This is mostly a very good book. The introduction to mimetic theory (and its application as a method of biblical interpretation), and the appendix with its even more detailed discussion of the scapegoat mechanism, are valuable in and of themselves. The main body of the text, chapters one through four, is akin to a commentary on the gospel of Mark as interpreted through mimetic theory. H-K’s reasonably close reads of the text and his explications of significant or puzzling passages are well done, frequently although not invariably persuasive; they are slightly marred by the ubiquitous use of the technical terms for elements of mimetic theory: these make the text hard to follow for a reader who has not mastered H-K’s presentation of mimetic theory, and thus difficult for a reader to share with others. But this slight flaw is actually consistent with H-K’s premise that in order to fully understand the gospel, one must indeed have mastered mimetic theory.
His thoroughgoing demythologization, and unhesitating dismissal of passages that are inconsistent with a mimetic reading as later material added by a Christian community that had fallen back under the spell of the violent Sacred, will disturb some readers. I found the former occasionally excessive and mildly annoying; I was more concerned by the latter, but as something to keep an eye on rather than as a fundamental flaw. His analysis of the gospel in terms of sacred and profane space (”the poetics of space”) and of the dynamic between the individual and the group (”the poetics of faith”) provide very helpful overarching conceptual structures.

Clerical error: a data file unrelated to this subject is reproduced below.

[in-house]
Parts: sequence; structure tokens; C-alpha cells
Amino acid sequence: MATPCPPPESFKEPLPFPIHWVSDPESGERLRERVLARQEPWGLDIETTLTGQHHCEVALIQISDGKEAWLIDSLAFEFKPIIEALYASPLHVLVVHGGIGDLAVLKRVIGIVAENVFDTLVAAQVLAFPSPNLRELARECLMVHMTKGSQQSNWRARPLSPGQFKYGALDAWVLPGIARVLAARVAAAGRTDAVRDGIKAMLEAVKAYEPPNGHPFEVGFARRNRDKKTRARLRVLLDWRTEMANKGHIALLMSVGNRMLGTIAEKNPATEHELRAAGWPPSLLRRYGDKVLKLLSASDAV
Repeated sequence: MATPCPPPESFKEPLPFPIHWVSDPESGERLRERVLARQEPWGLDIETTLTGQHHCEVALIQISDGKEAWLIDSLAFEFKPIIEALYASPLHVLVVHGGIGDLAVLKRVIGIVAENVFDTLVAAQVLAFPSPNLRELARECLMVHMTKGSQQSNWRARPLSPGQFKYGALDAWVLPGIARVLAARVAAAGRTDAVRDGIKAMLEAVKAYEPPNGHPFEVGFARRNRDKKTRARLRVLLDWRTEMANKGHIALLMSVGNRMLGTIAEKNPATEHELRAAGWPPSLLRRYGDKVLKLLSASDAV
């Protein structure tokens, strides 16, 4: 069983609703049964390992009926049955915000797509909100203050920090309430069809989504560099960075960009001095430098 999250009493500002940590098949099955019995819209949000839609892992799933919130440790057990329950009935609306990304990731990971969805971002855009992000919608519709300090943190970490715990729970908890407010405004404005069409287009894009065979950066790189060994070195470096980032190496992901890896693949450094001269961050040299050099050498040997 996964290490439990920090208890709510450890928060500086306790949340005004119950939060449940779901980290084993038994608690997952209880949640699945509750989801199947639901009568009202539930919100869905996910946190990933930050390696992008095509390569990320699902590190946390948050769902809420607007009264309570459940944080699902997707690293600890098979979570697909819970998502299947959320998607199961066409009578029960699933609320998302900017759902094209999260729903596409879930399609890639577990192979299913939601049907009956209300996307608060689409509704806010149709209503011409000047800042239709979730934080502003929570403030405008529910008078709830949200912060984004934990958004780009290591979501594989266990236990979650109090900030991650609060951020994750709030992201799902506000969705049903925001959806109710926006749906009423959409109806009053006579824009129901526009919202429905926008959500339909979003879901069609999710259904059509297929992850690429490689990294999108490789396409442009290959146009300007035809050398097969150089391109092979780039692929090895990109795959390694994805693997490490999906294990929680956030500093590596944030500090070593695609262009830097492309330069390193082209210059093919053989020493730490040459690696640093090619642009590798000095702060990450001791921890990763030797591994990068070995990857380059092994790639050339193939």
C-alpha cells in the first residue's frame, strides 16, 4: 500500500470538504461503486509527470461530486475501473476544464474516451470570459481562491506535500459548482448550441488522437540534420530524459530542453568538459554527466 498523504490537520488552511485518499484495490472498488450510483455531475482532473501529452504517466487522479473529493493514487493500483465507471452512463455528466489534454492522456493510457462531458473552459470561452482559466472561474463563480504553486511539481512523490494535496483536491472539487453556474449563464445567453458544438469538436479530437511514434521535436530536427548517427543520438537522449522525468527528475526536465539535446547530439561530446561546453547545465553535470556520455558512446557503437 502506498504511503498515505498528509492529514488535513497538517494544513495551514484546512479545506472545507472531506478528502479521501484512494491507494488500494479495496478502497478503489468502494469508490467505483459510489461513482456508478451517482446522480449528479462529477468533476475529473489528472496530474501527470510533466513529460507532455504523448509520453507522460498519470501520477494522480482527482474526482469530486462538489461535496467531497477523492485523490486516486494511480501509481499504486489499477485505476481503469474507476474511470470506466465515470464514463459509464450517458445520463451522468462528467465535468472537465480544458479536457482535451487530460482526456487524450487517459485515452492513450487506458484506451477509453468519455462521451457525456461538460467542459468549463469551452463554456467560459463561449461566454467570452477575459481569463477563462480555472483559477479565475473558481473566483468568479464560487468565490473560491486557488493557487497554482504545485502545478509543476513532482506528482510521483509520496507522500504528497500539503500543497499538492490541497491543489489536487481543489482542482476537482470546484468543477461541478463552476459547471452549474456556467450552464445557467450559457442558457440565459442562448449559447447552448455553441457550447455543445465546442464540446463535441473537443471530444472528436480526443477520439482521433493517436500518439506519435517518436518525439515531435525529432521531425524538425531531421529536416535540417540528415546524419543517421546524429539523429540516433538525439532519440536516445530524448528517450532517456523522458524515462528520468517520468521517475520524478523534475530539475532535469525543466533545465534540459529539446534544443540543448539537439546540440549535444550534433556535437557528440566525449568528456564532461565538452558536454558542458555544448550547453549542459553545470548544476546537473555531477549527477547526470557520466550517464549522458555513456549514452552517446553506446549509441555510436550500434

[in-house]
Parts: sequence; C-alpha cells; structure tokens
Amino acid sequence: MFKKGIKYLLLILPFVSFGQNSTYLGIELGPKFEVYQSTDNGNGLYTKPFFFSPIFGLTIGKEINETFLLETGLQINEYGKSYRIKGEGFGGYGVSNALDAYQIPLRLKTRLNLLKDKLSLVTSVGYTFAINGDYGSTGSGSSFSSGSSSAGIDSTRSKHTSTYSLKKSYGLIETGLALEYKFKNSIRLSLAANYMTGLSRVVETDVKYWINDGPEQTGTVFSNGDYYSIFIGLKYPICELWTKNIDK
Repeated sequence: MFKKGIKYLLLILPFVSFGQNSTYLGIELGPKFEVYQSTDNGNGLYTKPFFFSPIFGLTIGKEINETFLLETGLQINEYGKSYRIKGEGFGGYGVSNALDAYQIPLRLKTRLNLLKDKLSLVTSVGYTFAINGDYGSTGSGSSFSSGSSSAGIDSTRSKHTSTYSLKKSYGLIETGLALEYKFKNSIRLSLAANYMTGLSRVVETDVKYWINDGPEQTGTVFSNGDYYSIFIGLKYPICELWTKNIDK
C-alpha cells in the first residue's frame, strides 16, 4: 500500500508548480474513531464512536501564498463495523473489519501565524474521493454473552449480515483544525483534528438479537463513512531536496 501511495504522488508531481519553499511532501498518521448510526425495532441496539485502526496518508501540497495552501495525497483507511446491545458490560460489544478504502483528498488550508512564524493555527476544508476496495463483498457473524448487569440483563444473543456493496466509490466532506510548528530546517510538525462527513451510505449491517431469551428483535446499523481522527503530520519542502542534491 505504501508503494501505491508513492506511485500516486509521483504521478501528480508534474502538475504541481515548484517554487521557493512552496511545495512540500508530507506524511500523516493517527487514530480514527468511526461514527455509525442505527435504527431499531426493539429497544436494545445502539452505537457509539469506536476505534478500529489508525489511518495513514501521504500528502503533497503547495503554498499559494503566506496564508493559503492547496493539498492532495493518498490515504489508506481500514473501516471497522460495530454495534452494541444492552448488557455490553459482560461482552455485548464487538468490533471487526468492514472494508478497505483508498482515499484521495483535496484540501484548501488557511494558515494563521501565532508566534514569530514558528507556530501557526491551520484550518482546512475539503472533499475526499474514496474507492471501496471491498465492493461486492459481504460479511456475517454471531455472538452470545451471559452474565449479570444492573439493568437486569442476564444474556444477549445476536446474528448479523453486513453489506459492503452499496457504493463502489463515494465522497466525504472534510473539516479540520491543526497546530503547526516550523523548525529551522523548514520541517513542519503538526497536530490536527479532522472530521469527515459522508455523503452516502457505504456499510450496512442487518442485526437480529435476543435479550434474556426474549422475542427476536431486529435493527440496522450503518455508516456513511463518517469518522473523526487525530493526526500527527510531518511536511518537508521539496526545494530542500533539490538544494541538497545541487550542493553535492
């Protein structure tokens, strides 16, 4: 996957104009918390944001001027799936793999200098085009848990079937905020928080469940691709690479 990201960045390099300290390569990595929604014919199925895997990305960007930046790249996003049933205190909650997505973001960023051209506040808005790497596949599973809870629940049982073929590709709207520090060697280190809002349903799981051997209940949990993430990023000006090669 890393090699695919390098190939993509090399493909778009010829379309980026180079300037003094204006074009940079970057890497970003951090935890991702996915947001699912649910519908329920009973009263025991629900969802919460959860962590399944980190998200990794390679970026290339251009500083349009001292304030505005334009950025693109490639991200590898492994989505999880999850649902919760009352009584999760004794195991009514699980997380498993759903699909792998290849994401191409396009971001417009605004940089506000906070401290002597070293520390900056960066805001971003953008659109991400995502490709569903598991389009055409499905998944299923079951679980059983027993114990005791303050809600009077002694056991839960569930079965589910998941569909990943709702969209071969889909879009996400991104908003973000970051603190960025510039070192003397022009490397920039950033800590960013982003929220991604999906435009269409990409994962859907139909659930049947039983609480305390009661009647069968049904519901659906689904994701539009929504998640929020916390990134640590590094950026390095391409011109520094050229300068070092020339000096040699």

In chapter five, he engages with two other approaches to the “poetics” of Mark, one in terms of space, the other in terms of time. This chapter either ventures into philosophical discourse about narrative that I am unequipped to follow, or simply jumps the shark.
The last chapter attempts an application of this interpretation of the gospel for today’s Christians in today’s world. I found the arguments in this section relatively weak and the conclusion depressing. Arguing that the structures of sacred violence, while they have been damaged by the gospel, continue to operate and will continue to do so until after the eschaton, he concludes that even those to whom the workings of the mechanism have been
unveiled . . . must continue to live as victims among executioners and take the necessary measures to defend ourselves. Out of this realization comes the system of the uneasy conscience that is characteristic of the Christian’s political posture, the theory of the just war, and the Christian support for the state and its claim to a legitimate security. (126)
The necessity of self defense is simply asserted, and seems to fly in the face of the risks and suffering to which the rest of the book, as well as early church history, calls faithful Christians. While it is true that a mimetic reading of the gospel as unveiling and thereby disabling the scapegoat mechanism requires a response to the objection that this mechanism continues to operate, I felt that this response goes too far in some ways and not far enough in others.
All that said, my biggest disappointment with this book is that the binding on my copy is defective and it deteriorated as I read it, which makes it impossible to subject to the heavy use I expect to give it without having it rebound. I read the main commentary section voraciously, repeatedly struck by new insights about the text: some observed by H-K and some observations of my own. I’ve already written about the fig tree and will be blogging about some of the others as well.